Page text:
I was really looking forward to this book, but it was impossible to get into. There really is no theme whatsover to each chapter. It's a laundry list of "interesting" facts that the author managed to unearth--the type of stuff you would hear an obnoxious music enthusiast using to try to impress people at a cocktail party.
This book is packed with insights but it should be read not listened to. It's an excellent reference about the music of a large number of composers. amd full of good stories about the social context in which they worked, their personalities, egos, political views, and relationships with each other. As an Audiobook, there is no way to look up Schoenberg (say) if you're listening to or plan to listen to his music. While I the segments I listened to today included some fascinating details of his life, I won't easily be able to find them again. While the details are vivid, within two days, I won't know if they are about Schoenberg or Barkok. A much better idea would be to buy the book (which hopefully has an index). I've rated it two stars (it deserves 4 for content, but it only deserves one or two as an Audiobook).
An interesting perspective on primarily 20th century classical music. I found the approach however somewhat too pretentious for my taste. The author seemingly has a bias toward particular social/political viewpoints which bleed into the narrative - so depending on your own viewpoints, you might be sympathetic to the presentation or find yourself getting occasionally annoyed. Helpful to have access to a classical library by which to sample the composers and works discussed in the book. I have a subscription to Rhapsody which was helpful to dive into throughout the exploration provided by this book.
If you've read Alex Ross in the New Yorker, you know what a brilliant and gracious critic he is. But here the full breadth of his erudition is unfolded, and his genius for close reading of musical texts and relating them to larger intellectual movements is staggering.
my ipod and audible make the daily 10 mile walks a "breeze"....
if it was intended to be a history book about music...for the general reader...it missed the mark by a mile....if you, like me, have absolutely zero knowledge about music....cannot play an instrument...don't know the difference between a sharp or a flat.....stay away from this book.....too technical for me....and I suspect the general public.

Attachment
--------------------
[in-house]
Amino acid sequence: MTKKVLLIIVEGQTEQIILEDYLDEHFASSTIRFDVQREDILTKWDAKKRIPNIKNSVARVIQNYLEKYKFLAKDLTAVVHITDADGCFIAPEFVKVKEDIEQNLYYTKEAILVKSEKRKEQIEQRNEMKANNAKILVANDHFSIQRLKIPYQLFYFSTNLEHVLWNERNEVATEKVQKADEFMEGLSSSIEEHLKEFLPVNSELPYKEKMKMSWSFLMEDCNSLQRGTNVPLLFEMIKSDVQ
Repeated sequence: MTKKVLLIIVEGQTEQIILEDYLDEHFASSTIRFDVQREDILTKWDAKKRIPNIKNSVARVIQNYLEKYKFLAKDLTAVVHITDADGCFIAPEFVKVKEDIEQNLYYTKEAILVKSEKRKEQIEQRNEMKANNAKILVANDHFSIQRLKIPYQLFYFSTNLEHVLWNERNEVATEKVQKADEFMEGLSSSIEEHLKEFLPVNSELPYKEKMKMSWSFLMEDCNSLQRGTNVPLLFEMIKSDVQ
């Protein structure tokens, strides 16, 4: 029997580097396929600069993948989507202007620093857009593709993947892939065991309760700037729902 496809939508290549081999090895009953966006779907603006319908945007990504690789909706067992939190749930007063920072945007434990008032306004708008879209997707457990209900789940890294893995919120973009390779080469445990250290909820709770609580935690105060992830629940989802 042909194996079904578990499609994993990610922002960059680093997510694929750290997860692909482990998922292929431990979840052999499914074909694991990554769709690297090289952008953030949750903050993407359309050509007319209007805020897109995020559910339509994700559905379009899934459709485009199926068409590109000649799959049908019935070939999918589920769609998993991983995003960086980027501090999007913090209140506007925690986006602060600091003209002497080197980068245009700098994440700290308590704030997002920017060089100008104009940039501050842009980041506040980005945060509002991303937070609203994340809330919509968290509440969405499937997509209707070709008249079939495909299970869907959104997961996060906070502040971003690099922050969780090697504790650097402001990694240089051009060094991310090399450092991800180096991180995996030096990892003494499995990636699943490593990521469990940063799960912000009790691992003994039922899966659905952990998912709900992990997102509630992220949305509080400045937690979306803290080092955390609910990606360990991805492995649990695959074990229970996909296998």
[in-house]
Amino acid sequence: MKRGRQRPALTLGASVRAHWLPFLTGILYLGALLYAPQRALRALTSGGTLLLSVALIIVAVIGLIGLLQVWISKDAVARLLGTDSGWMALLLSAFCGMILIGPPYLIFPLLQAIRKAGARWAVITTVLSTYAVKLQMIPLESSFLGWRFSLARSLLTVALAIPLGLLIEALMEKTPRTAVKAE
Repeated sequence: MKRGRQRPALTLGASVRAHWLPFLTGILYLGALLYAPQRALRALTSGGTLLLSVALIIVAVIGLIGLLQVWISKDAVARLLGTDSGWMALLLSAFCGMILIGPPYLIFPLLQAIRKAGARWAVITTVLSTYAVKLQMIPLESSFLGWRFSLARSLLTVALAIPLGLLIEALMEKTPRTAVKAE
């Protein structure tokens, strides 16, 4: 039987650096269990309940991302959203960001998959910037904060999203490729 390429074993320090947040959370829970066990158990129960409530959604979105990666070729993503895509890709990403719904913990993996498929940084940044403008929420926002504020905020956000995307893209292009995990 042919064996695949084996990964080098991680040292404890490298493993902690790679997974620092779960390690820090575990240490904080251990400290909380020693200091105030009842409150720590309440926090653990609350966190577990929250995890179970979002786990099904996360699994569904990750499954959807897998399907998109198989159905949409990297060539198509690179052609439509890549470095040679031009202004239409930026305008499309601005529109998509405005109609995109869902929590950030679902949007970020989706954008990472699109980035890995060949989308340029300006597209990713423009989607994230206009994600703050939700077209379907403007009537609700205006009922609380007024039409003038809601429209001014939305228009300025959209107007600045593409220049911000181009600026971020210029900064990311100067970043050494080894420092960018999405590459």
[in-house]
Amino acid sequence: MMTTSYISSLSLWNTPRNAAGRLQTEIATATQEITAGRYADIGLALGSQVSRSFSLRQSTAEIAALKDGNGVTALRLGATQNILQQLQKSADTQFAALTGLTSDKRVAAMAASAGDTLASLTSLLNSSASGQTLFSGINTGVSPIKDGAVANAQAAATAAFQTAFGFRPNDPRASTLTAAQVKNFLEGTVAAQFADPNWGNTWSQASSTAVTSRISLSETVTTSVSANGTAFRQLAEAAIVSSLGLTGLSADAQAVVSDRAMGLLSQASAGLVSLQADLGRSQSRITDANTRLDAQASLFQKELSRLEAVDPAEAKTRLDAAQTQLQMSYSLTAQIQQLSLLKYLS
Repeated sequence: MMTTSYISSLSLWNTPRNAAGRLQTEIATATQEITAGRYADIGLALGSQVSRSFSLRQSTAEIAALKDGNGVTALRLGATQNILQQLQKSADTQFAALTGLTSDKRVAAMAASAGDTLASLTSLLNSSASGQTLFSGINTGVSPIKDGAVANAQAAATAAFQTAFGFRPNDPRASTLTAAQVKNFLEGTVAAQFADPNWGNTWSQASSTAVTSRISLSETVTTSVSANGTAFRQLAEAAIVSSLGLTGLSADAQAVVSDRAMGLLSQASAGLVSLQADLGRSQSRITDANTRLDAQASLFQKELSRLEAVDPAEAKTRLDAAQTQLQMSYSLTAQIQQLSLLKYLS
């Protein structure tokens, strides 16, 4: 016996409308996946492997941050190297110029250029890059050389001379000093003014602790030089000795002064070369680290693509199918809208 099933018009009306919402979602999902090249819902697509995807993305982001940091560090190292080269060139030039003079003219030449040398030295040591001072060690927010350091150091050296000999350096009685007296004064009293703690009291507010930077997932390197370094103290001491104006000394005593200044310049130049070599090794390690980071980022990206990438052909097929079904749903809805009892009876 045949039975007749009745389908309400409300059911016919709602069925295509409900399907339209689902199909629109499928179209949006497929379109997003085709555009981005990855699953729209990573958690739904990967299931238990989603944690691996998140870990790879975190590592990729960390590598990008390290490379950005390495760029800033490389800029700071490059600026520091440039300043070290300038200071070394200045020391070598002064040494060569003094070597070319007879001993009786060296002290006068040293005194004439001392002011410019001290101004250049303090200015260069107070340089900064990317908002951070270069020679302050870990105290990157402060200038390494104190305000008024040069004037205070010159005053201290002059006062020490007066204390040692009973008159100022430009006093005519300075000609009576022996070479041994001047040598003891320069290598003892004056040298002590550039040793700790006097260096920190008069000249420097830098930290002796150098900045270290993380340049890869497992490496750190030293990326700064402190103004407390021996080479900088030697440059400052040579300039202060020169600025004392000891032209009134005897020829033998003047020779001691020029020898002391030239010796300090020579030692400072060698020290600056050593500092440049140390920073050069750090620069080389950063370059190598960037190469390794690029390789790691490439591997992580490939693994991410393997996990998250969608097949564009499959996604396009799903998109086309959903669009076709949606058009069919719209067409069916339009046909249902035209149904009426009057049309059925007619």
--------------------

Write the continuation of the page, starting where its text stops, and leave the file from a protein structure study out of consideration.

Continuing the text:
How fusty old composers overcame life's vicissitudes to produce meaning in sound -- Alex Ross's prose makes his critical ear accessible to me. Walking in the park, listening to his words, I could almost hear the tension of the notes that made the first listeners uneasy.
I might not listen to it again, but I'm glad I listened to it once.
Vanity Fair? Daniel Deronda? Something big.
Not possible--too intense.
I like mysteries, classics, and good non-fiction. Much of my audible listening takes place when I am working out and sweaty, so I like good plot-driven thrillers.
This is one of the best Audible Books I've heard. It makes me realize how much more I retain when I'm listening to something as opposed to reading the words. I've read some nice thrillers and mysteries and classical fiction and poetry. This, my first foray into non-fiction, was incredibly rewarding.
Perhaps---Mahler. Because this is a non-fiction book, there are no characters per se. But Grover Gardner's superb, clear narration makes Alex Ross's history of 20th century music absolutely riveting.
He is new to me but I plan to look him up and listen to other of his performances. What a wonderful, clear voice. His enunciation is crystal clear and utterly engaging.
It's too long to do that! I would have to go without a night's sleep. But it's most certainly a book that made me return to it as frequently and as quickly as I could. It is a reflection and history of 20th century music that has the quick pace and excitement of a thriller.
I also should say that I find the topic innately fascinating so I was prepared to enjoy it and to be illuminated. What I did not know was what a fantastic addition to my "knowledge" bank this would be. I knew the bare outlines of the stories of the various composers and compositions. I did not know the wonderful nuances and the vivid historical perspectives this book would provide. It's a book worth rereading and I certainly will never delete it from my library.
If you like--or are interested--in classical music, you will enjoy this book. If you think that the 20th century was a musical wasteland, give this title a try.
I'm a country potter, gardener, flute player and tin tinker living with my husband, an electrical engineer & cabinet maker.
My friend tried to get me to read this book and I just couldn't get interested. I tried the audio version hoping that I could get interested but it's more than I want to know about music.
This book truly changed the way I understand 20th music and provided me with deep insights into the changing role of composition. The interconnection between music and society was examined in great depth. Ross really enhanced my appreciation and understanding of music that I had, at best a limited grasp of.